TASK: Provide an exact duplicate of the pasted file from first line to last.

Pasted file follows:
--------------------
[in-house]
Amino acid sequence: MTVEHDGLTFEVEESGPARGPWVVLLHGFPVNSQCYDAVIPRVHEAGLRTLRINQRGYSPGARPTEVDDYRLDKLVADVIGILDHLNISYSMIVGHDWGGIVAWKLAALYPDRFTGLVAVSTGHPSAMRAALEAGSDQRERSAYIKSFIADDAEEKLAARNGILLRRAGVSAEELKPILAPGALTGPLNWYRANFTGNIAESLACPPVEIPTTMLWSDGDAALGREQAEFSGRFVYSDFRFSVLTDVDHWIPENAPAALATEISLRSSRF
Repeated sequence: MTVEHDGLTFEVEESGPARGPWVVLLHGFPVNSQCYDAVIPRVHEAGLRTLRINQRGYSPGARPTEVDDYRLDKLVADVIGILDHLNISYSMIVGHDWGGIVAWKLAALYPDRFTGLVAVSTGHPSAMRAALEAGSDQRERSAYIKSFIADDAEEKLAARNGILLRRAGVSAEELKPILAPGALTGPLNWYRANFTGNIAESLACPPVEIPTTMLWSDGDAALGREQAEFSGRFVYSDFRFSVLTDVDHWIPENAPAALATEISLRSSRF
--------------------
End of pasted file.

[in-house]
Amino acid sequence: MTVEHDGLTFEVEESGPARGPWVVLLHGFPVNSQCYDAVIPRVHEAGLRTLRINQRGYSPGARPTEVDDYRLDKLVADVIGILDHLNISYSMIVGHDWGGIVAWKLAALYPDRFTGLVAVSTGHPSAMRAALEAGSDQRERSAYIKSFIADDAEEKLAARNGILLRRAGVSAEELKPILAPGALTGPLNWYRANFTGNIAESLACPPVEIPTTMLWSDGDAALGREQAEFSGRFVYSDFRFSVLTDVDHWIPENAPAALATEISLRSSRF
Repeated sequence: MTVEHDGLTFEVEESGPARGPWVVLLHGFPVNSQCYDAVIPRVHEAGLRTLRINQRGYSPGARPTEVDDYRLDKLVADVIGILDHLNISYSMIVGHDWGGIVAWKLAALYPDRFTGLVAVSTGHPSAMRAALEAGSDQRERSAYIKSFIADDAEEKLAARNGILLRRAGVSAEELKPILAPGALTGPLNWYRANFTGNIAESLACPPVEIPTTMLWSDGDAALGREQAEFSGRFVYSDFRFSVLTDVDHWIPENAPAALATEISLRSSRF